Return to Title IV

Treatment of Title IV Aid When a Student Withdraws

The Hartnell College Financial Aid Office is required by Federal Regulation to re-calculate Financial Aid (Title IV) funds for all students who withdraw during the semester. This policy applies to students who withdraw from one, or all classes, on or after the first day of the semester.

The Title IV programs that are covered by this regulation are: Federal Pell Grants, Iraq and Afghanistan Service Grants, TEACH Grants, Direct Loans, Direct PLUS Loans, Federal Supplemental Educational Opportunity Grants (FSEOGs), and Federal Perkins Loans.

Though a students aid is posted on their account at the start of each academic year, students earn those funds as they complete each semester. If students withdraw during the semester, the amount of Financial Aid (Title IV) assistance they are entitled to keep is recalculated using a specific formula, using their last date of enrollment, to determine how much assistance students are eligible to keep. If a student received more assistance than they earned, the excess funds must be returned.

The amount of assistance a student has earned, and is eligible to keep is determined on a pro rated basis. For example, if a student completed 30% of the semester, they earned 30% of the assistance they were originally scheduled to receive. Once you have completed more than 60% of the payment period or period of enrollment, you earn all the assistance that you were scheduled to receive for that period.

If students did not receive funds and were eligible to receive aid they may have been entitled to, they may be due a post-withdrawal disbursement. This is normally the case when a students file is still being reviewed and they withdraw after the semester has started. Your school may automatically use all or a portion of your post-withdrawal disbursement of grant funds for tuition, fees, and room and board charges (as contracted with the school). The school needs your permission to use the post-withdrawal grant disbursement for all other school charges. If you do not give your permission (some schools ask for this when you enroll), you will be offered the funds. However, it may be in your best interest to allow the school to keep the funds to reduce your debt at the school.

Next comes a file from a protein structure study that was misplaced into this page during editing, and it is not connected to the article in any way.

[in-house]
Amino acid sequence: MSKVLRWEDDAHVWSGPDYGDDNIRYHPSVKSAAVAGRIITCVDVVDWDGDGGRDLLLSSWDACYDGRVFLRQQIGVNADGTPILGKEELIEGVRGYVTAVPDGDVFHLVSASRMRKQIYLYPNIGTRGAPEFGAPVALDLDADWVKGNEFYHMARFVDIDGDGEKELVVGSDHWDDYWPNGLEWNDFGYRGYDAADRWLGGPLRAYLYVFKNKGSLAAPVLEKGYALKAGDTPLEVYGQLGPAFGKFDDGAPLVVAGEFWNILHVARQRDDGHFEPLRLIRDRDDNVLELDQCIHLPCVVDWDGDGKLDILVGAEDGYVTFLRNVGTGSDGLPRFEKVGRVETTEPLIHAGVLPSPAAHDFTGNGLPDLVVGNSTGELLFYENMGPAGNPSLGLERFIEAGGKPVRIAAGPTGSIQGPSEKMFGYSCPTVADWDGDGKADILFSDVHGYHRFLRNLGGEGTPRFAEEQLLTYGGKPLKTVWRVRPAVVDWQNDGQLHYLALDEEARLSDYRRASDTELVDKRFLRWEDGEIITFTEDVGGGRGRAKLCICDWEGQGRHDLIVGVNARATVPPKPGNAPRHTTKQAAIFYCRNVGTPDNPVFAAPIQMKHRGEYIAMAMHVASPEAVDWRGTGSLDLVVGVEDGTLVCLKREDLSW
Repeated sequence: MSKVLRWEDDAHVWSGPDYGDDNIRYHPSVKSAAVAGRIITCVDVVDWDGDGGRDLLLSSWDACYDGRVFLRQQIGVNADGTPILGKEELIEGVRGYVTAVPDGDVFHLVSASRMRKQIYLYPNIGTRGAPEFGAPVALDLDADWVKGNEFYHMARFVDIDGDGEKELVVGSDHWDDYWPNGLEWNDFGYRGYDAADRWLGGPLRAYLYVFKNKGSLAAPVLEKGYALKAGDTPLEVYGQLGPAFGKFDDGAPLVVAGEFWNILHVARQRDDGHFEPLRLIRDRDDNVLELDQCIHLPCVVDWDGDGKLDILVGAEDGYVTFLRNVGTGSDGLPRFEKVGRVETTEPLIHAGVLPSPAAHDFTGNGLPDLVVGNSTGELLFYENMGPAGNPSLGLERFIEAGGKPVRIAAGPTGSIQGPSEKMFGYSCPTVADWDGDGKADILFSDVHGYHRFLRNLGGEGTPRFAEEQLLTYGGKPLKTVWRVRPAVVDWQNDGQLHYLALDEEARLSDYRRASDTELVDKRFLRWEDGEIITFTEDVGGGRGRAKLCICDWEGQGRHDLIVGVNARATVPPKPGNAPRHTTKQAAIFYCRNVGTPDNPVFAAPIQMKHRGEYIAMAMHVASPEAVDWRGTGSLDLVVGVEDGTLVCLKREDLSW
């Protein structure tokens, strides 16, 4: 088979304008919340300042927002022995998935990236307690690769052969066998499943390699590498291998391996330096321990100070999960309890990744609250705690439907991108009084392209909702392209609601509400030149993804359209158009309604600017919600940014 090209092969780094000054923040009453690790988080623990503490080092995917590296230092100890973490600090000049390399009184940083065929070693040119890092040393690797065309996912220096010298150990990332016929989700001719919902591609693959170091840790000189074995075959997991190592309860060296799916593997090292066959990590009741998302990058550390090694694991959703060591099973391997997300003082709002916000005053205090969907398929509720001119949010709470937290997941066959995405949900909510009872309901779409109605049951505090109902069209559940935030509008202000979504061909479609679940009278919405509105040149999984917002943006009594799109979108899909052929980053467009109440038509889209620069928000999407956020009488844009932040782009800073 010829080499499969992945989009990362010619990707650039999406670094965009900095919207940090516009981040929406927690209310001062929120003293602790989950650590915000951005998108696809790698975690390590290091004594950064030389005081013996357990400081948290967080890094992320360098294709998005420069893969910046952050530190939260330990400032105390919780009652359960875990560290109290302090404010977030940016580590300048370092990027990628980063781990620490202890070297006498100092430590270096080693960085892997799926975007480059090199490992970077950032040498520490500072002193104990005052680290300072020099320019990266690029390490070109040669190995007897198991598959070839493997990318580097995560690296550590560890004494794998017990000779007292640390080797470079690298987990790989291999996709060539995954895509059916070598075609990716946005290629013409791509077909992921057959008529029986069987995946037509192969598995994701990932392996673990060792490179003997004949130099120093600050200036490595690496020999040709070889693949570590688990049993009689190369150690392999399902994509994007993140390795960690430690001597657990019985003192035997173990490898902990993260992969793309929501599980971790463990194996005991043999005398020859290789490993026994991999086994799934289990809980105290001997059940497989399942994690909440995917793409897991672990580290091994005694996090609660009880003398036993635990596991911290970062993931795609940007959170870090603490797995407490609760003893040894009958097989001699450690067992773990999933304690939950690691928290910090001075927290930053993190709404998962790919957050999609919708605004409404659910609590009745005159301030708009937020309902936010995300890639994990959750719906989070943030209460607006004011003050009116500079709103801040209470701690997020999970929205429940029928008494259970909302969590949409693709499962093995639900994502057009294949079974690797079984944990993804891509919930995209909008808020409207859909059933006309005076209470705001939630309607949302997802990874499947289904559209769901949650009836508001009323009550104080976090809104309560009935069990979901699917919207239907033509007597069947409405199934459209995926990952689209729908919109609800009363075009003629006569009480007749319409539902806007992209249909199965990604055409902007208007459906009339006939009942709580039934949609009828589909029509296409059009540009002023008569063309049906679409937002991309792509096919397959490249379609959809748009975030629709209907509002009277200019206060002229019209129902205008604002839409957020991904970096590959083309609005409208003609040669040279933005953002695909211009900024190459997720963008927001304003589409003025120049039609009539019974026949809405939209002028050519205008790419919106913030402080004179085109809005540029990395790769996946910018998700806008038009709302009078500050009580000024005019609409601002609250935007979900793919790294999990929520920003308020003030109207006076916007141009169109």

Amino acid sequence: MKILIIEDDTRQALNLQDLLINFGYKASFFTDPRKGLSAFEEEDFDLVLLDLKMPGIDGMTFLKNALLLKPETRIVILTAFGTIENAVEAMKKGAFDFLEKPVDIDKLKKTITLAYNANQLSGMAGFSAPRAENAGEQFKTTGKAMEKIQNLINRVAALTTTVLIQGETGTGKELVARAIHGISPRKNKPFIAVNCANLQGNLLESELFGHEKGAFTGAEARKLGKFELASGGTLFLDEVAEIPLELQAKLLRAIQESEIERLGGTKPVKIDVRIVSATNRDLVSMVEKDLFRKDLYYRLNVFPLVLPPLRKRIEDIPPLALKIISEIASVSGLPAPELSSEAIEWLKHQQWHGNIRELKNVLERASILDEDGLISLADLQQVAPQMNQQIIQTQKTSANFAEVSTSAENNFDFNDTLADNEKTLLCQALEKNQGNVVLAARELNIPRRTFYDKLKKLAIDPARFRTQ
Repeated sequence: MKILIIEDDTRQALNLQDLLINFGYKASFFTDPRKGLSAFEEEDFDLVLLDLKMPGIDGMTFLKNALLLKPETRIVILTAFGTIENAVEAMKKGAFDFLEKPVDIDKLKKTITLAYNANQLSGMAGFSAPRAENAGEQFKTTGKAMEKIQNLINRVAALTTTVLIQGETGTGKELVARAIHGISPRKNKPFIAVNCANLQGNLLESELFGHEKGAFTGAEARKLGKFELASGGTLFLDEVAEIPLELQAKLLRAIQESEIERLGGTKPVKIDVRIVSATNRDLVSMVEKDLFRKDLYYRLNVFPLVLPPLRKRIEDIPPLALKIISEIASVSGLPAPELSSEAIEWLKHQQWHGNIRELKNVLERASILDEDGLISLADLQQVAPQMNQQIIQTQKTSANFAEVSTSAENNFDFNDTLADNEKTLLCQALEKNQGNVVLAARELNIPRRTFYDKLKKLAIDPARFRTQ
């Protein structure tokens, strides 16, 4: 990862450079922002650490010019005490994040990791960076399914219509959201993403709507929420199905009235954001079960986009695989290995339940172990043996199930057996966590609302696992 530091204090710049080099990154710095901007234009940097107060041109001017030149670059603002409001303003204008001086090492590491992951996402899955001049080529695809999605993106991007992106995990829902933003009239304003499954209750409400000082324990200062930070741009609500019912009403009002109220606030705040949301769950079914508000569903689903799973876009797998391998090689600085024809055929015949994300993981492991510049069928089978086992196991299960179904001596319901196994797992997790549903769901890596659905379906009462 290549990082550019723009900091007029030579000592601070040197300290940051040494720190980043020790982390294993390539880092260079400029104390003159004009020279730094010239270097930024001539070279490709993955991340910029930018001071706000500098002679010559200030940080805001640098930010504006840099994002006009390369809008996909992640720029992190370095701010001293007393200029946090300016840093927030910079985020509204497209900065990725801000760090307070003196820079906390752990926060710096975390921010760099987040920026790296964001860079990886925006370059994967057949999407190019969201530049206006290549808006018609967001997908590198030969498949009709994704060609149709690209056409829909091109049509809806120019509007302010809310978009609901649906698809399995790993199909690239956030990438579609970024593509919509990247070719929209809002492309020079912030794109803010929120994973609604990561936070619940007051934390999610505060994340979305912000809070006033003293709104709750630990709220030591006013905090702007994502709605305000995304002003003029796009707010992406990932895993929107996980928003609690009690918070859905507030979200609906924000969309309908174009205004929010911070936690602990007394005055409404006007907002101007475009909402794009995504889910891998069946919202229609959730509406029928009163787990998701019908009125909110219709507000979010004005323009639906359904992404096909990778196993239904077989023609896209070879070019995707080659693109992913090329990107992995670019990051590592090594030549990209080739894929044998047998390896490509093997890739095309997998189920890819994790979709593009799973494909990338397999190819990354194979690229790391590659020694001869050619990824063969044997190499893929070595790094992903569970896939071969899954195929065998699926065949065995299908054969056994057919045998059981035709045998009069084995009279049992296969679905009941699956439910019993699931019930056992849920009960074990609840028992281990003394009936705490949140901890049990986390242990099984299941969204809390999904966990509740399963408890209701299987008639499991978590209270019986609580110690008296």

There are some Title IV funds that you were scheduled to receive that cannot be disbursed to you once you withdraw because of other eligibility requirements. For example, if you are a first-time, first-year undergraduate student and you have not completed the first 30 days of your program before you withdraw, you will not receive any Direct Loan funds that you would have received had you remained enrolled past the 30th day.

If you receive (or your school or parent receive on your behalf) excess Title IV program funds that must be returned, your school must return a portion of the excess equal to the lesser of:

1. your institutional charges multiplied by the unearned percentage of your funds, or

2. the entire amount of excess funds.

The school must return this amount even if it didn’t keep this amount of your Title IV program funds.

If your school is not required to return all of the excess funds, you must return the remaining amount.

Any loan funds that you must return, you (or your parent for a Direct PLUS Loan) repay in accordance with the terms of the promissory note. That is, you make scheduled payments to the holder of the loan over a period of time.

Any amount of unearned grant funds that you must return is called an overpayment. The maximum amount of a grant overpayment that you must repay is half of the grant funds you received or were scheduled to receive. You do not have to repay a grant overpayment if the original amount of the overpayment is $50 or less. You must make arrangements with your school or the Department of Education to return the unearned grant funds.

The requirements for Title IV program funds when you withdraw are separate from any refund policy that your school may have. Therefore, you may still owe funds to the school to cover unpaid institutional charges. Your school may also charge you for any Title IV program funds that the school was required to return.

If you don’t already know your school’s refund policy , you should ask your school for a copy. Your school can also provide you with the requirements and procedures for officially withdrawing from school. If you have questions about your Title IV program funds, you can call the Federal Student Aid Information Center at 1-800-4-FEDAID (1-800-433-3243). TTY users may call 1-800-730-8913. Information is also available on Student Aid on the Web at www.studentaid.ed.gov.